However, two years later the decision to appoint Lieutenant-General Bipin Rawat as the next army chief superceding two highly respected and competent officers, has come as a shock to many in the armed forces. Probably for the first time, two successive chiefs come from the same regiment — Gurkha Rifles.

Interestingly, Rawat’s appointment as army chief comes days after Pakistan appointed General Qamar Javed Bajwa as their new chief, both of them served in Congo as part of the UN Peacekeeping Force under General Bikram Singh, who later became India’s army chief.

File image of Lieutenant-General Bipin Rawat. Getty Images

File image of Lieutenant-General Bipin Rawat. Getty Images

Rawat’s appointment has bypassed two senior officers. Lieutenant-General Praveen Bakshi, commander-in-chief, Eastern Command — a highly respected officer, who was seen as a natural successor to Suhag. Across all ranks, the Indian Army looked forward to Bakshi’s appointment because of his exemplary credentials and the enormous respect he commands among both officers and men. The other officer superseded is commander-in-chief, Southern Command, Lieutenant-General PM Hariz, also held in high esteem.

Why did the government supersede two officers to appoint Rawat? The real reason will never be known and the explanation put forward by the government is far from convincing. The government explanation that Rawat has more experience in tackling counter-insurgency and of high altitude warfare sounds pretty facile. After all, no army chief leads formations to battle.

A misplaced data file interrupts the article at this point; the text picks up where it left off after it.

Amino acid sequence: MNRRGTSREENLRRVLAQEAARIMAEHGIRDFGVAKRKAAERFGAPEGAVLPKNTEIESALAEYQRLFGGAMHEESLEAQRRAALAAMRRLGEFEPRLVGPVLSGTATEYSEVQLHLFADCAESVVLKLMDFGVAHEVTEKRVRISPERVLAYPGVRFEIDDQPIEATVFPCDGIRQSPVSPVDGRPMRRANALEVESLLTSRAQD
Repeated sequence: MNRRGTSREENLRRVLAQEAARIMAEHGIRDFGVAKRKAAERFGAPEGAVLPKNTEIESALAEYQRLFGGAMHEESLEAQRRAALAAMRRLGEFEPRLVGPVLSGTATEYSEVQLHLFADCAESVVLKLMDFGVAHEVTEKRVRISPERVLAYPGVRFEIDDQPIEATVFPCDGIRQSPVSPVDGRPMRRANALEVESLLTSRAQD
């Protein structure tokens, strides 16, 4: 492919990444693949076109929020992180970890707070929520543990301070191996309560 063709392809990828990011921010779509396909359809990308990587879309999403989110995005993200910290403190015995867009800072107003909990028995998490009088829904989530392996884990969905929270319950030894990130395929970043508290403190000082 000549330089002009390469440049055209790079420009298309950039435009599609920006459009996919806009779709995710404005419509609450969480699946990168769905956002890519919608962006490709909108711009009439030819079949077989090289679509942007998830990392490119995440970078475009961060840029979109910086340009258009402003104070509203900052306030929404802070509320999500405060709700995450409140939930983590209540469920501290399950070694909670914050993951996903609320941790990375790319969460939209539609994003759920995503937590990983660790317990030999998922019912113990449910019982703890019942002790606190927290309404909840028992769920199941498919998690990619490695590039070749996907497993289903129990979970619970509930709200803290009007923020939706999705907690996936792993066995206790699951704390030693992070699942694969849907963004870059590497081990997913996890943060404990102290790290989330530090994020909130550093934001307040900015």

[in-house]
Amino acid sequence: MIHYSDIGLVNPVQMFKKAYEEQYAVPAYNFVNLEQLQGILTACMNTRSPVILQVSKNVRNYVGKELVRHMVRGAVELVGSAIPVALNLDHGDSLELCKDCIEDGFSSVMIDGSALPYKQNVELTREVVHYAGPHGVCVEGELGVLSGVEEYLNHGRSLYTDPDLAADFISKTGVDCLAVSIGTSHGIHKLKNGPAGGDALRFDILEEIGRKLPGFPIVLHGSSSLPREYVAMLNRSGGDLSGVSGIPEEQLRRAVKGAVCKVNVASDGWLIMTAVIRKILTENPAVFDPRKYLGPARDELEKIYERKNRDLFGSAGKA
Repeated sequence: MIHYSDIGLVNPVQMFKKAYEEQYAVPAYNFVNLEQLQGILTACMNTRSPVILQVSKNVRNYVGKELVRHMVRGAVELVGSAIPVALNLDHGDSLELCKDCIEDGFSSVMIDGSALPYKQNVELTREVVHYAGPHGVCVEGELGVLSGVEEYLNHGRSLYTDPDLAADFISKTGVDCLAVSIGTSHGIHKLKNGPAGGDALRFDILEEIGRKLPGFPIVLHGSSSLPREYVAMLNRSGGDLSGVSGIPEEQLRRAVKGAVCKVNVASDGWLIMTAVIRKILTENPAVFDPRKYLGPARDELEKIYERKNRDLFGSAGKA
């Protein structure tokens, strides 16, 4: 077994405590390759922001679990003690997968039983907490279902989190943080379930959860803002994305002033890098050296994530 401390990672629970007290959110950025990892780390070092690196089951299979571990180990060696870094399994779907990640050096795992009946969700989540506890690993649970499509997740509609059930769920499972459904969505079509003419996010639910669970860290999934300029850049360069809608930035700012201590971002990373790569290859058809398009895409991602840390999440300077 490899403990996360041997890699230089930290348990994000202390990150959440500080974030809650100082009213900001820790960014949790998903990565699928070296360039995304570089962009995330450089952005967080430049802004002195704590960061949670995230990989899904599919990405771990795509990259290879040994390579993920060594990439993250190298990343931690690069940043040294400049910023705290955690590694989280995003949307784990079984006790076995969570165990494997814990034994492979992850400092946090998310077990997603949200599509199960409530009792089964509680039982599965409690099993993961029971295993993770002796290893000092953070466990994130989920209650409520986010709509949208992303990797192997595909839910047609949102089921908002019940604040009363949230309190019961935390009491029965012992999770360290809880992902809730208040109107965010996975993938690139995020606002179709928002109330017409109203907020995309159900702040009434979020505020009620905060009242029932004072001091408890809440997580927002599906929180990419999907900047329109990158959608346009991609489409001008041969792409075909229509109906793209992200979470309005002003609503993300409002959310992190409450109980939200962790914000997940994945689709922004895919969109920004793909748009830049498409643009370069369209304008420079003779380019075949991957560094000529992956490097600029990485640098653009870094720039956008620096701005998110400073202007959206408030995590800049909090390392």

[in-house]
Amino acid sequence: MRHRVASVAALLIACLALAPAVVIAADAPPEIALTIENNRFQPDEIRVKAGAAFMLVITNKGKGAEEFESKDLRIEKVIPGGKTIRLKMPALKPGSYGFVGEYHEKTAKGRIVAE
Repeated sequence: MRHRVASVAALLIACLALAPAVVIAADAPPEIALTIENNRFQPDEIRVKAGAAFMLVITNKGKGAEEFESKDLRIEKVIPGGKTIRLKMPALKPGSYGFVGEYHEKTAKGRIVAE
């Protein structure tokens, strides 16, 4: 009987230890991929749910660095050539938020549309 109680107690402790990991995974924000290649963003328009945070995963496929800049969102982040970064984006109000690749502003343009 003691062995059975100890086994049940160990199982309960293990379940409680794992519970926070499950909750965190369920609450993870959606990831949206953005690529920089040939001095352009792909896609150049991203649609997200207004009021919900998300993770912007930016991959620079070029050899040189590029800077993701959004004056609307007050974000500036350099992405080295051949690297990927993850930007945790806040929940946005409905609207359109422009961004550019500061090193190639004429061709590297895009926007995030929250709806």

Bakshi, as C-in-C of the Eastern Command, is responsible for all counter-insurgency operations along the China border and in the North East region. He has served armoured brigades in Jammu and Kashmir and the western sector.

At a time when parochial interests dictate many decisions, the appointment of Rawat is bound to keep speculators busy for a long time.

There is media speculation that Bakshi might be in for a more coveted job, that of the CDS or Combined Defence Services Chief, a post which has been debated for several years but no political party has put its final stamp of approval. In a service where seniority was taken as a norm, the government announcement on Rawat is bound to stir regional and sectional interests a lot more. Senior officers are bound to use their regional and linguistic connections to play to the gallery and even lobby regional leaders.

The appointment of Rawat has already stirred a debate on the growing importance of officers from Uttarakhand in New Delhi. This tendency is not healthy for either the Indian Army or the nation to debate on.

Unlike Pakistan, in India, civilian control over the military has long been recognised and firmly established. Appointments and succession are decided by elected governments and accepted by the armed forces quietly. Even the supersession of Lieutenant-General SK Sinha by Indira Gandhi was quietly accepted, except by the general concerned who protested and resigned from the service.

Rawat’s elevation has become politically controversial

While the Opposition has every right to question the appointment the government is in no way expected to explain an executive prerogative. A privilege of the Executive, however, has to be handled with great care when dealing with sensitive appointments like that of the army chief. Historically, there has always been an undeclared war between infantry and armoured corps for supremacy.

In this battle, once again, the armoured corps represented by Bakshi was trounced by the infantry arm of the Indian Army.

First Published On : Dec 20, 2016 08:48 IST

Naval chief Sunil Lanba to visit Japan today